Jay came up to receive his award. While up there, Bruce thanked him for all he’s done and let everyone know he had sold over a quarter million books. This is incredible considering not very many of us have even sold one. Jay commented how heavy the award was; and Aaron joked that if you cannot hurt somebody with an award, it does not count. Jay then retorted by saying he didn’t have a foundation on any of his houses that was as strong.
Jay thanked everyone after Bruce jokingly reassured him the people in the video were not paid to say what they did. He talked about how he had been in the business for over 50 years. When Bruce called him a few months ago that he was getting the award, Jay asked him if it was anything like an Oscar. Bruce said it is about as close to what an old fixer guy like him would get to Hollywood. As far as he was concerned, the award was just as good as an Oscar. Something different was he said he would not say anything to bad mouth the country or the free enterprise system that made him a successful real estate investor.
Bruce went up to the podium to introduce the first people on the panel. The fun part is Bruce asks them questions he wants answers to himself. The first to come up was Doug Duncan, Fannie Mae’s senior Vice President and Chief Economist. He is responsible for providing all forecasts and analysis on the economy, housing, and mortgage markets for Fannie Mae. He is considered one of the top real estate economists in the world. He has also been a big supporter of real estate investors, having gotten several to speak their mind and convince them to extend financing to investors.
Next up was John Burns, the CEO and founder of John Burns Real Estate Consulting. He helps business executives make informed housing industry investment decisions by giving them the most accurate analysis and portfolio investment advice possible. John is co-author of Big Shifts Ahead, a book that makes demographic trends easier to understand, quantify, and anticipate. Bruce worked 18 hours on his questions; but as soon as he got into the room, everything marked with blue was a change or addition he made. You never know what will change, and Doug said his forecasts are the same way.
Bruce began by asking they had seen any surprises that he did not think would occur. He said he did not think we would have the tax act. This was a big stimulus to the economy and a big change. This was the biggest thing that surprised him. Doug said the same thing and that this was not in Fannie Mae’s forecast at the time. However, they were not surprised by the fact that there was not a healthcare bill.
John wrote Big Shifts Ahead, one of the best books in the industry. It only took him 9,000 hours to get a $20 product proofed, and he doesn’t have 250,000 sales either. His book can really help people understand what is coming, which is important. There are four influential factors he discusses. Everybody talks about the noise: what’s this, what’s that? However, it helped him to group it into four things. Usually, there is some government policy that has some major changes, and the Tax Act would be a good example. The second is the economy. You cannot control the economy, but the economy has a big impact. However, it is important to remember that it impacts people differently depending on how old they are at the time. During the Great Recession, for people aged in their 20s-50s, it impacted them all very differently.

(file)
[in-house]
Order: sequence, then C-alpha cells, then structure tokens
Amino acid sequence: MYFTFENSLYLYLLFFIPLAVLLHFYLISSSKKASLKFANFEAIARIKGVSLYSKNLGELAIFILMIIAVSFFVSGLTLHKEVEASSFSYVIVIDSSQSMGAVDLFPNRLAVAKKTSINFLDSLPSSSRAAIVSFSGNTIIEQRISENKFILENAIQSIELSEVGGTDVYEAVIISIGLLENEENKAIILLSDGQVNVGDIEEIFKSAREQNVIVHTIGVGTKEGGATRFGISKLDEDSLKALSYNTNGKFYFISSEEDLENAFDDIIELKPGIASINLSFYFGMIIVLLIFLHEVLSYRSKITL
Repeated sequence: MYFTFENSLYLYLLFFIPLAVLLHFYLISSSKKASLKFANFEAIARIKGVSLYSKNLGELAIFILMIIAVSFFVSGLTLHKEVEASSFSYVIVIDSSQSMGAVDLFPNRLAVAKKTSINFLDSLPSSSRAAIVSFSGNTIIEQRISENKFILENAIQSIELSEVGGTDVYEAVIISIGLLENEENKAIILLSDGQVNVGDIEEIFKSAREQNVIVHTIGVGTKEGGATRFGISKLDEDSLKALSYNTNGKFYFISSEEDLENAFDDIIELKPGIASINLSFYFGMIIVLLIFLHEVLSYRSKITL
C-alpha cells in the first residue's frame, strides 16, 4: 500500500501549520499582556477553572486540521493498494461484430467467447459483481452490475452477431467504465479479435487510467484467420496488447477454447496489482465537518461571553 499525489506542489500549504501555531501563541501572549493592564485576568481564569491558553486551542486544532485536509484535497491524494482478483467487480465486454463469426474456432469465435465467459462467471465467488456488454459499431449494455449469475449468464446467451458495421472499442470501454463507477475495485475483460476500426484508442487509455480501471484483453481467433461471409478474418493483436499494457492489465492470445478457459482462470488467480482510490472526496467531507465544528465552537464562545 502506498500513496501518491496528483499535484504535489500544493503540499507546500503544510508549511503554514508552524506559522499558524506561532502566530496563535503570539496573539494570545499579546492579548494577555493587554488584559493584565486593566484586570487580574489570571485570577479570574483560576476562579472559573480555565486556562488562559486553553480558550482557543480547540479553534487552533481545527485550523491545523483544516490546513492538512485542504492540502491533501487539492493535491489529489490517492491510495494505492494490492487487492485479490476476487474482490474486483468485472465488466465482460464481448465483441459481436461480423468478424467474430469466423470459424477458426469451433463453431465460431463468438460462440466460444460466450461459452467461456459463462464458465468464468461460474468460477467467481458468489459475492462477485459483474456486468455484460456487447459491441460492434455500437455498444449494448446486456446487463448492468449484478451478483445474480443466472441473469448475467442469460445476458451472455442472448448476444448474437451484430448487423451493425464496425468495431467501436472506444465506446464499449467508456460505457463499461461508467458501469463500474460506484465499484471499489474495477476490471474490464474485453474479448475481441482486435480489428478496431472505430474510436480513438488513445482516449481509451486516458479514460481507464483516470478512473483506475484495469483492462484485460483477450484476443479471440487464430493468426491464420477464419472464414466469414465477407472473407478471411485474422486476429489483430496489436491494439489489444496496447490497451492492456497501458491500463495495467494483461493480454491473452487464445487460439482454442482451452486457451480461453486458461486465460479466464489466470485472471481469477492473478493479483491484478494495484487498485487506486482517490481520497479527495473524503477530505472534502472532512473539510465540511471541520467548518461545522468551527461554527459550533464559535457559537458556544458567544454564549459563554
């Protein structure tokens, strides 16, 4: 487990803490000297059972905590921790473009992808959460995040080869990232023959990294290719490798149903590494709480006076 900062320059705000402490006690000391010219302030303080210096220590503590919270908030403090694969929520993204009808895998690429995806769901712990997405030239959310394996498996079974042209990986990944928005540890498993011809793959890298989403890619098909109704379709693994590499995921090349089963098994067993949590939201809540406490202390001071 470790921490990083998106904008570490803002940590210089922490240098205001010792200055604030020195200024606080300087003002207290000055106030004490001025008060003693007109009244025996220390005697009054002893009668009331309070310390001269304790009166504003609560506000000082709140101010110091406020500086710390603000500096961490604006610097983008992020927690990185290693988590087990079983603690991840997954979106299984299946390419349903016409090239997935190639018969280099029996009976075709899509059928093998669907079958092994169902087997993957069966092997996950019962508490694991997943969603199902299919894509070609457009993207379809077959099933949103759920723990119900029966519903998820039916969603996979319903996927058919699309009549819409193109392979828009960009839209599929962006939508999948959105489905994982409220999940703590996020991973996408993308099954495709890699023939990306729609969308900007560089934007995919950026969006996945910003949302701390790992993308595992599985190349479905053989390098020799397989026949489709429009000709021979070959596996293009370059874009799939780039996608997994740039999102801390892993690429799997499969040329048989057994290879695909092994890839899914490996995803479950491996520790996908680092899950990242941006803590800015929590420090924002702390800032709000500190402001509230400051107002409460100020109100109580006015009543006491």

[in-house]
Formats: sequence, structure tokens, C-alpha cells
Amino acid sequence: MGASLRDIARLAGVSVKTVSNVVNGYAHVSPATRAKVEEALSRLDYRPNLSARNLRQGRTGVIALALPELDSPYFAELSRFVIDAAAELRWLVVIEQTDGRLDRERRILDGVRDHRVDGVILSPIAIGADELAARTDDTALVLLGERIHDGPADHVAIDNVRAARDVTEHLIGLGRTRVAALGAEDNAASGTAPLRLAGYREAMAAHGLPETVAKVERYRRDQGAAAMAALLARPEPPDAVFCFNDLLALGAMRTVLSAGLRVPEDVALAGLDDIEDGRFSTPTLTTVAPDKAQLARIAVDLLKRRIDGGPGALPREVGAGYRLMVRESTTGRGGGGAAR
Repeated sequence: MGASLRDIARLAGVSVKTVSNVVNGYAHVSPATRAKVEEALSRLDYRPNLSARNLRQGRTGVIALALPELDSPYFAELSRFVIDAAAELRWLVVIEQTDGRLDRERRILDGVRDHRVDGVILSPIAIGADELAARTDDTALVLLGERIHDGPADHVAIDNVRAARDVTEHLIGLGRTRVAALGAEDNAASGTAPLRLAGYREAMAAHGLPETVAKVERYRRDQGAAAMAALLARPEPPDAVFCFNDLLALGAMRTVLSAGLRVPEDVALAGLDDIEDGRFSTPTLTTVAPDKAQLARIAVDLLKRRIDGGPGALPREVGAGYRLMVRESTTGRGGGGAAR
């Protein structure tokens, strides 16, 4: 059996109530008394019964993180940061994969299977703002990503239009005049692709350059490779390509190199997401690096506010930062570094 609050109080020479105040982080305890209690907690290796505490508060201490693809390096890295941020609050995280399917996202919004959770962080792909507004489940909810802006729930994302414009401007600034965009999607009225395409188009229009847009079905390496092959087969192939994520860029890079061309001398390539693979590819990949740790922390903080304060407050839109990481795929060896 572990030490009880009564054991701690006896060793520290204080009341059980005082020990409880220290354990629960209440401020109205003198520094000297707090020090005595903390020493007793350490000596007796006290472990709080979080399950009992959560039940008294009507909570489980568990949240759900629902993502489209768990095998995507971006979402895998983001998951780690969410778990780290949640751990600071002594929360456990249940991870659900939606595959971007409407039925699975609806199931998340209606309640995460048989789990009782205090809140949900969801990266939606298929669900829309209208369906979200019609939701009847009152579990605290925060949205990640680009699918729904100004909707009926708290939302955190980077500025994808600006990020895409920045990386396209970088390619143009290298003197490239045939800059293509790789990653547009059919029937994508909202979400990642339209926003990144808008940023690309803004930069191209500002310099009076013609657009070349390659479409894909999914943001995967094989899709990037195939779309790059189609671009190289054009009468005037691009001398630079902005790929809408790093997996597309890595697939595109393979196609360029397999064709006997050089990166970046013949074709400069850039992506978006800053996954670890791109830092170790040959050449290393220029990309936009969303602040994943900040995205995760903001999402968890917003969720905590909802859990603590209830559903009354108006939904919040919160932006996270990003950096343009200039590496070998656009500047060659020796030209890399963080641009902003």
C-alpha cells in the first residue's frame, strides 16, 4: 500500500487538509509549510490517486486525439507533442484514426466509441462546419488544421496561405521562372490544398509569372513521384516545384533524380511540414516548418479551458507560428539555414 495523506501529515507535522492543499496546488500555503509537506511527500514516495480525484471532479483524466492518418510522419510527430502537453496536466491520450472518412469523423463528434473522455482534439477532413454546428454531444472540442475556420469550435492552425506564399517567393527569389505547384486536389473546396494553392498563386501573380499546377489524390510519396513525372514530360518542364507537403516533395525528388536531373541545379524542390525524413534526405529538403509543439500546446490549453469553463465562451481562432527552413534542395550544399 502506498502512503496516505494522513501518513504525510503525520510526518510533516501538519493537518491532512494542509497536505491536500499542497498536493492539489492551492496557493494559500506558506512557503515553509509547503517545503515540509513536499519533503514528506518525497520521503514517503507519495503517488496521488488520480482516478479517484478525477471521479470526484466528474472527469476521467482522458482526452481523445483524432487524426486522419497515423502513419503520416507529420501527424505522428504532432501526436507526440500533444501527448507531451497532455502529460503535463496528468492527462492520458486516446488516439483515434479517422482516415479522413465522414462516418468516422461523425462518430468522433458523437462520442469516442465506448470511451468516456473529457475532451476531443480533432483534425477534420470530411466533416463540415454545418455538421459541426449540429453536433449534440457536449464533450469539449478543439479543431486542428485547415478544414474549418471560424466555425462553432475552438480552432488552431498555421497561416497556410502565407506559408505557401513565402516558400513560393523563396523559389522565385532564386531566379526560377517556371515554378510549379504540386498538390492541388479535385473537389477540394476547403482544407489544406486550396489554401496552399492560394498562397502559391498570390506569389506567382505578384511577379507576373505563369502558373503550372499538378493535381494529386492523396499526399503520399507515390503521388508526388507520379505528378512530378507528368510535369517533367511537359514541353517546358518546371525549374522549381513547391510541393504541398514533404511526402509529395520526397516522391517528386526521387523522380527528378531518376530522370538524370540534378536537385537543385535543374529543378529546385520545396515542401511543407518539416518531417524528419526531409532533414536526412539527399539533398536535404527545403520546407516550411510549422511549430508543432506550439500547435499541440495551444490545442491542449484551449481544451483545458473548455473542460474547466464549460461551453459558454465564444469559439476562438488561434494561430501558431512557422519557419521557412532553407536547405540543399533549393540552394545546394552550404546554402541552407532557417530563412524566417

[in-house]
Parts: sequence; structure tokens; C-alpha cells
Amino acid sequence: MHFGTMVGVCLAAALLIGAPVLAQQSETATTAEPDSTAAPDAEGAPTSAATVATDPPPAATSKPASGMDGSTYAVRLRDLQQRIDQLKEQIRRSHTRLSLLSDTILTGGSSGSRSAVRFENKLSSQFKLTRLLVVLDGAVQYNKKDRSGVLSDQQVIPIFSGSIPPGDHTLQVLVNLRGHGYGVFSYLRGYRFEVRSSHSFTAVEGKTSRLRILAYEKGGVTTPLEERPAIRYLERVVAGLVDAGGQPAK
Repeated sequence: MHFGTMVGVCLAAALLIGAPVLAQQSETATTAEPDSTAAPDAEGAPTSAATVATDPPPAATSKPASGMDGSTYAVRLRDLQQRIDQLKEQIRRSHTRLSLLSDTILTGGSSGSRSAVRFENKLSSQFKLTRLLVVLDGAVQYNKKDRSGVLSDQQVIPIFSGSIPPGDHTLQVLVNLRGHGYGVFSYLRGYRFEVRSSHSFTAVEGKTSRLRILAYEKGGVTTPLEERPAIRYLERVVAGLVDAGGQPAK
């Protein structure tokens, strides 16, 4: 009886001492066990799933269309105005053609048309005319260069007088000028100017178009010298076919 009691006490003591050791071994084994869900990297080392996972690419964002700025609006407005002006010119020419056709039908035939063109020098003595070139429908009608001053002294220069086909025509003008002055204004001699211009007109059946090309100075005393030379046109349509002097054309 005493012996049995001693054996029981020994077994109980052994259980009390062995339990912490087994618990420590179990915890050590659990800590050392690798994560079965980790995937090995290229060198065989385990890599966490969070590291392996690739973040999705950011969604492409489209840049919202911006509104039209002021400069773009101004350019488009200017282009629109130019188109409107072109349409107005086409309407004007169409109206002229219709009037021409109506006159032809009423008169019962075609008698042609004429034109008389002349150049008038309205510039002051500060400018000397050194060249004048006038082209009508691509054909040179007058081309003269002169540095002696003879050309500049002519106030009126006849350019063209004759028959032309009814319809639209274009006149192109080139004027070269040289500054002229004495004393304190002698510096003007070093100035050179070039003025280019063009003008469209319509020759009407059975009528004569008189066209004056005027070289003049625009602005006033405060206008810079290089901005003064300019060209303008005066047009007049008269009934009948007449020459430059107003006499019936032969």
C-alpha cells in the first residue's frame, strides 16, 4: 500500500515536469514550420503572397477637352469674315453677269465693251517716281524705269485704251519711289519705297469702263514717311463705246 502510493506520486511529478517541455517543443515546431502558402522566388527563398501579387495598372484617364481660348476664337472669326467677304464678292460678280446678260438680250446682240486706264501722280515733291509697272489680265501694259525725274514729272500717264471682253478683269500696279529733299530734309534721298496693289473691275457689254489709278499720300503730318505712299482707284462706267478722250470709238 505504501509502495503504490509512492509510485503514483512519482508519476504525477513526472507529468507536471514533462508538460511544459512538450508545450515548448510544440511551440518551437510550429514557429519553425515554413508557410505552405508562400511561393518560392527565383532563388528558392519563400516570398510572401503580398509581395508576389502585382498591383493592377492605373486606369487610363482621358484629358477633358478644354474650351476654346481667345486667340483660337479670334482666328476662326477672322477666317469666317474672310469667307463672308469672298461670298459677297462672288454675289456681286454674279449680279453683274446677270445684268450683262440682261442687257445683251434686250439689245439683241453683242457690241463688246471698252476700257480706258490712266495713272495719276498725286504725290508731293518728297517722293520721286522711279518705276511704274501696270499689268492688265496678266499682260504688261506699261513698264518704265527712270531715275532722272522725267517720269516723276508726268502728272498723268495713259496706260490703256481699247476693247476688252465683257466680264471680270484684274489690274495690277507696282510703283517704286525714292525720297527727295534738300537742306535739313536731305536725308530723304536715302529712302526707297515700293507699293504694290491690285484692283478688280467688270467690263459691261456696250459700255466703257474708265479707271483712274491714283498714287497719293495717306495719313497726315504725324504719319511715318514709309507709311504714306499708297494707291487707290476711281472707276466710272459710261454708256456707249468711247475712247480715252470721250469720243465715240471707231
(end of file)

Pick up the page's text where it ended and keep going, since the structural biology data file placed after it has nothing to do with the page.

The third would be new technologies. Everybody talks about the self-driving cars being a good example. The fourth would be societal shifts that are very hard to predict. This would include people getting married after having kids instead of before having them. This is one of several things that can cause housing demand.
Bruce asked Doug if he is surprised by the strength of the economy. He said no and that the question is really how long it will remain strong. The bet that was in the tax bill was if you cut corporate taxes, would business investment pick up? The hurdle rate for new investments is lower, so you have to ask if this will generate productivity. On the personal tax side, the question is if we will see an increase in tax returns after going to work. Are there people sitting on the sideline who will come in and do this, and will the Fed see all this as inflationary when employment gets too low? Fannie Mae’s view when looking at the data was that there were people still there to go to work. The complicating factor that questions how long this will go is that after the tax bill, there was this huge spending bill that had no related revenue. This will increase our debt and deficit, and the Fed will respond to that.
With the initial burst of growth, Fannie Mae did not originally forecast it as high as it was at 4.2, but they were above 3. Right now, we are in our ninth year of recovery, which is unusually long. However, we did have a recovery about that long in the 80s, and we had another one in the 90s. It has been unusually weak to be that long, and this is the weakest recovery post World War 2. Bruce asked if this gives it a reason to have more legs. Doug tells people that just because it is old, it does not mean it will die.
The reason this is important is a lot of people at the event that night attended a seminar Bruce taught a couple years prior. The title was “2% Interest Rates and $40 Trillion In Debt.” Bruce thought there would be a recession by the end of 2018 and a reduction in interest rates. However, this did not occur. Before the tax cut, there was a recession near term, but this changed. If you’re going to forecast, forecast often.